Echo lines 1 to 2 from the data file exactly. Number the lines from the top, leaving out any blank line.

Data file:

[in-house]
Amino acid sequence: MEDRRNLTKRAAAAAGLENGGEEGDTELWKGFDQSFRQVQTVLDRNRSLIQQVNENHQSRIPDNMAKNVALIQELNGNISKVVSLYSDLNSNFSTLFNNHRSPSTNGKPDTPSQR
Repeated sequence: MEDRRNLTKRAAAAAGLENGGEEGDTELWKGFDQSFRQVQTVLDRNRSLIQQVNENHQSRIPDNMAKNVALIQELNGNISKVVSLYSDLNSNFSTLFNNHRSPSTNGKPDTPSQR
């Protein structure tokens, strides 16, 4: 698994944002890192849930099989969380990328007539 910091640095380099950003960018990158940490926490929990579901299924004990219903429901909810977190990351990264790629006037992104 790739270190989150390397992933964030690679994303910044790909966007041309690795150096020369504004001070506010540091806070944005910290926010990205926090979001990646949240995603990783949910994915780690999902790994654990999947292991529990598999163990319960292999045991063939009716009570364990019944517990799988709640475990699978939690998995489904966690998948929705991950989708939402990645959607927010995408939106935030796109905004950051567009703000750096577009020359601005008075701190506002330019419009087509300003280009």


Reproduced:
[in-house]
Amino acid sequence: MEDRRNLTKRAAAAAGLENGGEEGDTELWKGFDQSFRQVQTVLDRNRSLIQQVNENHQSRIPDNMAKNVALIQELNGNISKVVSLYSDLNSNFSTLFNNHRSPSTNGKPDTPSQR